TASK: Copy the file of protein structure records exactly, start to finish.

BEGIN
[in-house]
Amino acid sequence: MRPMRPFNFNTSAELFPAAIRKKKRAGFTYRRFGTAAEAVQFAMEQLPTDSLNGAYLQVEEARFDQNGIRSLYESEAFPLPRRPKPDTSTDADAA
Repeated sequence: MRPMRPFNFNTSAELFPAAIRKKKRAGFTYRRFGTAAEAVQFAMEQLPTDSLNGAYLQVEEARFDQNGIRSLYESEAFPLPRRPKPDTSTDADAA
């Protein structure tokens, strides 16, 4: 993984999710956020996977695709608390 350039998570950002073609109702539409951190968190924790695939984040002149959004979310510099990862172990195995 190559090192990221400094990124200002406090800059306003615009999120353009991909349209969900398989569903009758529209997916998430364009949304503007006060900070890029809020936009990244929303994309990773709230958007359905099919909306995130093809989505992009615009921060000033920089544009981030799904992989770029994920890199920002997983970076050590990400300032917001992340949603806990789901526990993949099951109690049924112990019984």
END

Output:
[in-house]
Amino acid sequence: MRPMRPFNFNTSAELFPAAIRKKKRAGFTYRRFGTAAEAVQFAMEQLPTDSLNGAYLQVEEARFDQNGIRSLYESEAFPLPRRPKPDTSTDADAA
Repeated sequence: MRPMRPFNFNTSAELFPAAIRKKKRAGFTYRRFGTAAEAVQFAMEQLPTDSLNGAYLQVEEARFDQNGIRSLYESEAFPLPRRPKPDTSTDADAA
């Protein structure tokens, strides 16, 4: 993984999710956020996977695709608390 350039998570950002073609109702539409951190968190924790695939984040002149959004979310510099990862172990195995 190559090192990221400094990124200002406090800059306003615009999120353009991909349209969900398989569903009758529209997916998430364009949304503007006060900070890029809020936009990244929303994309990773709230958007359905099919909306995130093809989505992009615009921060000033920089544009981030799904992989770029994920890199920002997983970076050590990400300032917001992340949603806990789901526990993949099951109690049924112990019984």